“It comes with Homecoming as certain as does the stories of the old timers, and it is relished as much. And the stories — the pranks of the old days — back in the days when Wabash Red was an institution, before there was a Dean of Men, and when taking a girl buggy riding was considered risqué — and was.
“But who will say that they are wrong, these old-timers? They are the ones who contribute to the building of [Memorial] Stadium, to the [Memorial] Tower, and they are the ones who pay the taxes that keep the school going. They have the Tiger Spirit — these Homecomers. May their tribe increase!”
Fast forward to Homecoming 1990: Following a “disastrous” Bid Day Bash in August — at which at least 35 people were injured, including a high school student who was seriously burned by an electrical wire during a drinking game in which he had to climb to the top of a telephone pole — no open containers of alcohol were allowed in the streets of Greek Town, even for those 21 years of age or older, during Homecoming. It would prove to be a major turning point in the emphasis the Homecoming celebration placed on alcohol.
By the early ’70s, the women’s liberation movement was strong enough to compel the 1972 Savitar staff to offer this rather conflicted apology for including a chapter on campus queens:
“In these days of women’s lib we might be rather cautious about presenting a chapter devoted exclusively to queens. We would be especially reluctant if the queens pictured were chosen just because of body beautiful. Needless to say, that is not the only criterion. Our own Savitar queen must go through interviews before a panel of faculty judges. The Homecoming queen finalists are selected only after interviews and talent skit … These girls are chosen for their self-confidence, character, poise, personality and talent. The competitions stress all aspects of womanhood, not just body beautiful. But the queens always turn out to be pretty good looking, too.”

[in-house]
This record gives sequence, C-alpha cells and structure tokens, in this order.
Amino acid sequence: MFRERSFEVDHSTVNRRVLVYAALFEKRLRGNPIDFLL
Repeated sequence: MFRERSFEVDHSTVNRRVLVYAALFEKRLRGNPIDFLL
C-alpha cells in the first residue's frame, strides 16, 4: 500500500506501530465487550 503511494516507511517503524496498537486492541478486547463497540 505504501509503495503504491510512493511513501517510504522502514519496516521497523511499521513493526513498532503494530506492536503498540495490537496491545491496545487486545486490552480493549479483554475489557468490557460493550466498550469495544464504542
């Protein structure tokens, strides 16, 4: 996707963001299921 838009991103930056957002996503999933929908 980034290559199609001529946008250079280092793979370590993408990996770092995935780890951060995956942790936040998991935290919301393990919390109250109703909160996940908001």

In 1985, Marvin Cobbs and Vivian King became Mizzou’s first black Homecoming King and Queen (the first black Homecoming Queen was Jill Young Menears, crowned in 1972). Savitar coverage of the milestone was bare: A text box in a “Brief Report” spread, which covered everything from Super Bowl XX to a U.S. visit by the Prince and Princess of Wales, made mention that “for the first time, Mizzou had a black Homecoming King and Queen,” and the staff offered congratulations. And there was the usual full-page photo of the king and queen. But missing was any discussion of the shameful reception some members of the Homecoming crowd gave o the Mizzou royalty: boos.
Certainly there were racial tensions expressed at Homecoming prior to 1985, but those tensions also did not make Savitar’s pages. Coverage of the 1990 Homecoming, however, includes an article with the headline “Wake up! LBC Makes Its Voice Heard.” The article describes how some 200 students from the University of Kansas, Lincoln University, MU and UMKC participated in a peaceful Legion of Black Collegians-organized protest in the Homecoming parade.
Timothy Smith, LBC communications chairperson, deemed the protest a success.
“I feel that the demonstration definitely got heard,” he is quoted as saying. “We had (media) coverage from Kansas City, St. Louis and Columbia. I think that the people who weren’t aware of how black students felt are now aware.”